The amendments will eliminate the formalities associated with the filing of an objection. Currently, taxpayers are required to file a notice of objection using a prescribed form, in duplicate, and by registered mail with the Deputy Minister of Revenue Canada, Taxation. This must be done within 90 days from the date a notice of assessment was sent to the taxpayer.
The amendments will allow all taxpayers to initiate the appeal process simply by setting out the facts and reasons for the objection in a letter to the Chief of Appeals in their local district office or taxation centre. Taxpayers will continue to have the option of using a form provided by the Department.
 He stated that in light of the foregoing, the purpose of section 166.1 is to make "the tax system simpler, easier, and fairer" and that, therefore, the applicants should not be penalized because of family problems and physical conditions that are beyond their control.
RESPONDENT'S WRITTEN SUBMISSION:
 Respondent's counsel submitted that the Letter cannot be considered as an application for an extension of time because it does not set out the reasons why the notice of objection was not made within 90 days of the assessment. Counsel advanced the same argument with respect to the August 16, 1999 application regarding the 1997 assessments.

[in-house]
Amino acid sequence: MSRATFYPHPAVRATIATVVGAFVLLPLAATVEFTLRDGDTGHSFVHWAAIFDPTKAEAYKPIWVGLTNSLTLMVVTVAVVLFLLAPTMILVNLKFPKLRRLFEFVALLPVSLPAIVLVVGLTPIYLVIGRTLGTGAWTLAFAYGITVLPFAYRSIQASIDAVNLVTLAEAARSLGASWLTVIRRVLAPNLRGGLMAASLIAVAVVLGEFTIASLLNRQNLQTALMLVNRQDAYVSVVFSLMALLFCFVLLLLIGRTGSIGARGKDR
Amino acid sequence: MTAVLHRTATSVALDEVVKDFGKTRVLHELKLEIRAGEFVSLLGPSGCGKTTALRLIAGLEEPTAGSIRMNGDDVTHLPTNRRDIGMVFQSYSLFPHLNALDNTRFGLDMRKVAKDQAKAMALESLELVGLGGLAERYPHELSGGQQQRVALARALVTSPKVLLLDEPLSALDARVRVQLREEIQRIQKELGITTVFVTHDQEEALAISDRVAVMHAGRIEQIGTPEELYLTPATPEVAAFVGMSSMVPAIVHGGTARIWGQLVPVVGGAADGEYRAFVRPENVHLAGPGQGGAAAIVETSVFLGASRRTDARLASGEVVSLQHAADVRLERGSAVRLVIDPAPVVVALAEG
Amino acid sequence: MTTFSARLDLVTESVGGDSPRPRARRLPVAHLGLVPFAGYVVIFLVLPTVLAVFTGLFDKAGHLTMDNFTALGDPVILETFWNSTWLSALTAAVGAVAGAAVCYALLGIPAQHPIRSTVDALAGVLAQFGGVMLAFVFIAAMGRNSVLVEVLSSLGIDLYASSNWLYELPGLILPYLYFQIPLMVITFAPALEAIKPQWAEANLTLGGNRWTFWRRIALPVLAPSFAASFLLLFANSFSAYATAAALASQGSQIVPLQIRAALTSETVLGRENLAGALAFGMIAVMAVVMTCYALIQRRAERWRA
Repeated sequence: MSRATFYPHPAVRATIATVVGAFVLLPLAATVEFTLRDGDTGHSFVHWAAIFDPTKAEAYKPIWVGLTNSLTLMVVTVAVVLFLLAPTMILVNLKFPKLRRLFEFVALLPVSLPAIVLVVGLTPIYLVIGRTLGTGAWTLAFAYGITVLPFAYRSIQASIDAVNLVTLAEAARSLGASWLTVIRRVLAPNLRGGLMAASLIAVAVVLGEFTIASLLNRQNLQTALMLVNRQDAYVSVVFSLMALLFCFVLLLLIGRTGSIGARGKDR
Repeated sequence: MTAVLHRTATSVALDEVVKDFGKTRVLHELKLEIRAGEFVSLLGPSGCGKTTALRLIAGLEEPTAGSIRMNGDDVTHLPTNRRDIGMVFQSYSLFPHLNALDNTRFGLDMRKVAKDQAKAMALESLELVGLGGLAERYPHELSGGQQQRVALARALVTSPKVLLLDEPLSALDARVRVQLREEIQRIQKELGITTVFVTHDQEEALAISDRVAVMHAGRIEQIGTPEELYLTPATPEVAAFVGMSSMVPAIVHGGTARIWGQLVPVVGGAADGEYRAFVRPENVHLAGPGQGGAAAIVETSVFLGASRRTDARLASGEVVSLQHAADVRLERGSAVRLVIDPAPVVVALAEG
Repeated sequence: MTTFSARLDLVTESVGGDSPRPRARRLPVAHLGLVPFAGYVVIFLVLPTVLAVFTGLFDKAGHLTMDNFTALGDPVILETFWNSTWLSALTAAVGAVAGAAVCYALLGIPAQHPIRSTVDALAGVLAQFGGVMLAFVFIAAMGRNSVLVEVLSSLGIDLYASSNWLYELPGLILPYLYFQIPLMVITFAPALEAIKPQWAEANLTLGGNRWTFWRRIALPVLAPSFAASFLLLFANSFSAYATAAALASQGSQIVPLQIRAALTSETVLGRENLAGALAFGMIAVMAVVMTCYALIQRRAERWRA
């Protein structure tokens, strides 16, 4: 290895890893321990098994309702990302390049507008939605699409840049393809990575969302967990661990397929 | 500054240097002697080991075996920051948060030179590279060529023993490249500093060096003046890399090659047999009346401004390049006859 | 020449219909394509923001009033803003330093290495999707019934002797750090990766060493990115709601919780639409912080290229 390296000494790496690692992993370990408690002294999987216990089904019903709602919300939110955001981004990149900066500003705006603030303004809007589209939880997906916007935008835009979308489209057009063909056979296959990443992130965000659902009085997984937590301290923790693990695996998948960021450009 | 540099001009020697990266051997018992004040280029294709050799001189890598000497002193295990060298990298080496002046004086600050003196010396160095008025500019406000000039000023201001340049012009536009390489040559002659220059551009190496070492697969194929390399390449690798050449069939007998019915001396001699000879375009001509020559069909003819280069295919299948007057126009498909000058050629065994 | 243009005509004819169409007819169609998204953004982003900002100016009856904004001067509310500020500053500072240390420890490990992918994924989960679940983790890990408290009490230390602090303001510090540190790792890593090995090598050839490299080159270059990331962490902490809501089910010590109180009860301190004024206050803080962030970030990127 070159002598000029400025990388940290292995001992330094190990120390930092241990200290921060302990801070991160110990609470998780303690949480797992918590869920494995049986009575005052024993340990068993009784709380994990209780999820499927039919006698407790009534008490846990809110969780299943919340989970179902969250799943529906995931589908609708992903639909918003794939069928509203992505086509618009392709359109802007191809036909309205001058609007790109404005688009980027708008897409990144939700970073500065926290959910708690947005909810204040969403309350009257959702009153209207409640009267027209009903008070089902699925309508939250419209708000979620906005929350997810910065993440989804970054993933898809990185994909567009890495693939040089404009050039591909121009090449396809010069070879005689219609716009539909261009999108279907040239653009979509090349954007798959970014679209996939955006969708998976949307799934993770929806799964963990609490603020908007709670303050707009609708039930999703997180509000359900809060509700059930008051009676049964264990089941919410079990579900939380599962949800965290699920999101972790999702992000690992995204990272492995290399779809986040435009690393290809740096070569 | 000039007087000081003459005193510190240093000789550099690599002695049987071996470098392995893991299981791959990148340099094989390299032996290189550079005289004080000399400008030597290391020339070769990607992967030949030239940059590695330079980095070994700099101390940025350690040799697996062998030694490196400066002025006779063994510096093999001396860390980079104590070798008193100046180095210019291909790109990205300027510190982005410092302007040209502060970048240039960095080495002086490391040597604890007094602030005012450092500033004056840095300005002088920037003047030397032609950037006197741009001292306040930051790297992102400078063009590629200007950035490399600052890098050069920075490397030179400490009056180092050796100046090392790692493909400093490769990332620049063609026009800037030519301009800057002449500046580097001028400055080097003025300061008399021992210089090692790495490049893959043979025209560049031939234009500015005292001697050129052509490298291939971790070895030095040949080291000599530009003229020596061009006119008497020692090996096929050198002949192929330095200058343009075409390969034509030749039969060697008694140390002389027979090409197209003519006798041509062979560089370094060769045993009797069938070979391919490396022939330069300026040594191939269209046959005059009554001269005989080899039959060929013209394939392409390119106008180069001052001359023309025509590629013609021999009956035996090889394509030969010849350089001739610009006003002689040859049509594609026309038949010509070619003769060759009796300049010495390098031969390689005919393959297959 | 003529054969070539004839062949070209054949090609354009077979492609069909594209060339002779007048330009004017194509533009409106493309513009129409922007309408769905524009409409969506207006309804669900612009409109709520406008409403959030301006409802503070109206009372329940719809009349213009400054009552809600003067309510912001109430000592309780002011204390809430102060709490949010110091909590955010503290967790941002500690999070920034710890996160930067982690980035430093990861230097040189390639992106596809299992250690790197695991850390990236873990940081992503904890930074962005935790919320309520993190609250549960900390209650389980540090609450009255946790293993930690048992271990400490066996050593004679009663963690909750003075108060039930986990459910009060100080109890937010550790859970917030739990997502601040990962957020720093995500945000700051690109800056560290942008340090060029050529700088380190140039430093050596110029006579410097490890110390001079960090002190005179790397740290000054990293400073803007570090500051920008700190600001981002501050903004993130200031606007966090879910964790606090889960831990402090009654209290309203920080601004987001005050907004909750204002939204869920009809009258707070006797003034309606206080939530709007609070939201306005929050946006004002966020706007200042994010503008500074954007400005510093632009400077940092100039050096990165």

Counsel stated that, with respect to the 1996 taxation year, the application was not made within one year after the expiration of the time otherwise allowed by the Act for serving a Notice of Objection as required by paragraph 166.1(7)(a) of the Act. He submitted that nowhere in the letter did Mr. Haight even request an extension of time. He referred to subsection 166.1(2) which states:
... an Application shall set out the reasons why the Notice of Objection or the request was not served or made ...
 He said that no reasons were provided by the applicant in his letter.
 Counsel then said that section 11 of the Interpretation Act reads:
The expression "shall" is to be construed as imperative and the expression "may" as permissive.
 He referred to Reference re Language Rights Under the Manitoba Act: